Green v. GreenAnnotate this Case
217 A.2d 658 (1966)
Bluford D. GREEN, Appellant, v. Bessie D. GREEN, Appellee.
District of Columbia Court of Appeals.
Argued February 1, 1966.
Decided March 14, 1966.
Barney J. Keren, Washington, D. C., for appellant.
Paul J. McGarvey, Washington, D. C., for appellee.
Before HOOD, Chief Judge, and QUINN and MYERS, Associate Judges.
QUINN, Associate Judge:
The husband appeals from a judgment awarding his wife separate maintenance in the amount of ten dollars per week. Code 1961, § 16-415 (as amended Supp. V, 1966, § 16-916). He contends that the trial court abused its discretion in granting any maintenance to the wife. Primarily, he claims that there was an inadequate showing that she is in need of support or that he is financially able to pay it.
As we have so often stated, the award of separate maintenance to a wife is a matter within the broad discretion of the trial court and will not be disturbed except upon a clear showing of abuse. DeWitt v. DeWitt, D.C.App., 201 A.2d 527 (1964). "If the trial court finds that a wife has need of contribution by her husband toward her support in addition to her own earnings and that the husband has refused or failed to provide this support within his financial ability, and if there is competent evidence to support these findings, we lack the power to set aside the award." Rutherford v. Rutherford, D.C.App., 189 A.2d 124, 125 (1963).
Little consistency can be found among the estimates of income and expense which the parties submitted in their financial statements, testimony at trial and *659 briefs on appeal. Regretfully, counsel for both sides failed to clarify these matters. Nevertheless, the record reveals that appellee wife is employed as a domestic and nets somewhere between $140 (her estimate) and $200 (appellant's estimate) a month. Her expenses, exclusive of clothing, incidentals and recreation, approximate $165 a month according to her testimony at trial. In light of these figures and the items which she did not include in her estimate of expenses, we cannot hold that the trial judge's finding of appellee's need was unsupported by the evidence. Nor do we agree with appellant that appellee's claim of eight to ten dollars a week for medical and dental expenses should have been considered excessive. Appellee testified that she was seeing a doctor about her eyes and that it was necessary for her to have a tonsillectomy.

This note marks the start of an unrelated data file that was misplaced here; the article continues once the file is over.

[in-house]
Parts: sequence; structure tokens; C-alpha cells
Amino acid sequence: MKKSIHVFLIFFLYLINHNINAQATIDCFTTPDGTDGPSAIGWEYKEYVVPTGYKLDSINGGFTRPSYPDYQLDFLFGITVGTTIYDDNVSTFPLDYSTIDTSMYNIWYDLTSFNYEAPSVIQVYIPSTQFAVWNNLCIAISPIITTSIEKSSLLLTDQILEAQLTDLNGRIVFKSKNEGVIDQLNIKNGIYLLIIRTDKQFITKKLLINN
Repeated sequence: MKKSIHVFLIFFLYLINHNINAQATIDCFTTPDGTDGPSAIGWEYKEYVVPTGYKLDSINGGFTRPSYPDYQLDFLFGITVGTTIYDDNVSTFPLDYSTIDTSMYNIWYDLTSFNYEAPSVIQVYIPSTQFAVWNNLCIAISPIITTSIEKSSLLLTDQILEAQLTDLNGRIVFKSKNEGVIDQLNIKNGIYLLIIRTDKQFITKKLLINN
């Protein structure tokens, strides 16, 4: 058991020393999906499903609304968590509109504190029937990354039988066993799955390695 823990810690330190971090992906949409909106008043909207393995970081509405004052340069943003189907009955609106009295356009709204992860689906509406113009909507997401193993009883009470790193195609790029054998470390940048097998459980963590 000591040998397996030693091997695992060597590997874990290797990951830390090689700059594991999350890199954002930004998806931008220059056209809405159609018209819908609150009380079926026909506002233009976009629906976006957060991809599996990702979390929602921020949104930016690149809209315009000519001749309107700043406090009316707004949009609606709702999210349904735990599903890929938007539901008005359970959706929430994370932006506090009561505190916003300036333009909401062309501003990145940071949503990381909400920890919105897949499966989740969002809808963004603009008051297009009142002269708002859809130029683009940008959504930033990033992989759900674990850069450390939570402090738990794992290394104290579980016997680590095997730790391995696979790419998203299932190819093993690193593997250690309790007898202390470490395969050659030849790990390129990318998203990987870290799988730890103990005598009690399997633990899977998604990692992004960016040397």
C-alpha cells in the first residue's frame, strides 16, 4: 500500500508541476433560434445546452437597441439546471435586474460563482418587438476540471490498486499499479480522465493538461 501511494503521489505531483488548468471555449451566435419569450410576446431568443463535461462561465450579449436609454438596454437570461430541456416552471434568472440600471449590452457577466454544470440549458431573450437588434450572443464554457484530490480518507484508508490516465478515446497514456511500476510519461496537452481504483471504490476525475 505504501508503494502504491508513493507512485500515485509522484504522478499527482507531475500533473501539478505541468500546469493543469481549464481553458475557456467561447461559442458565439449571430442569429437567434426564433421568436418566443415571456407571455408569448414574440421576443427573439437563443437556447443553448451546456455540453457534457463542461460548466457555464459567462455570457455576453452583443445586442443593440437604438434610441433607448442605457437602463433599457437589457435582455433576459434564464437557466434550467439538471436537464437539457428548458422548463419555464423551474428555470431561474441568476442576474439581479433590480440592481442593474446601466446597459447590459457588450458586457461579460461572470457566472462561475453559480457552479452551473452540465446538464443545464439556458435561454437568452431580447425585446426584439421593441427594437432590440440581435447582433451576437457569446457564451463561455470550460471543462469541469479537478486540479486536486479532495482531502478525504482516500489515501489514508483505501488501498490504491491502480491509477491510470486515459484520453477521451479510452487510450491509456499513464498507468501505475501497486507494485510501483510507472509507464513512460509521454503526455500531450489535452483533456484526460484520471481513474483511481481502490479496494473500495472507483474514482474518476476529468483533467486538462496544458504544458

Turning to the question of appellant's ability to pay, we note that although his income is listed as $218 per month after deductions, he claims monthly expenses totaling over $255. Thus he argues that the trial court's award works an undue hardship on him and is in the nature of a penalty. However, appellant includes in his estimated expenses $40 for recreation, $86.86 for payments on a $3,400 automobile, which he purchased in 1964, and $38.90 for charge account payments. In view of appellant's neglect of the obligations arising out of his marriage, these expenses seem rather excessive and unnecessary. Accordingly, we hold that the trial court did not abuse its discretion in finding that appellant was capable of providing the support needed by his wife and in making the award of separate maintenance to appellee. See Vance v. Vance, D.C.App., 212 A.2d 532 (1965); Johnson v. Johnson, D.C.Mun. App., 163 A.2d 127 (1960). If we decided otherwise we would allow husbands to defeat their marital obligations merely by spending themselves into debt. This the law will not permit. See Harris v. Harris, 258 N.C. 121, 128 S.E.2d 123 (1962).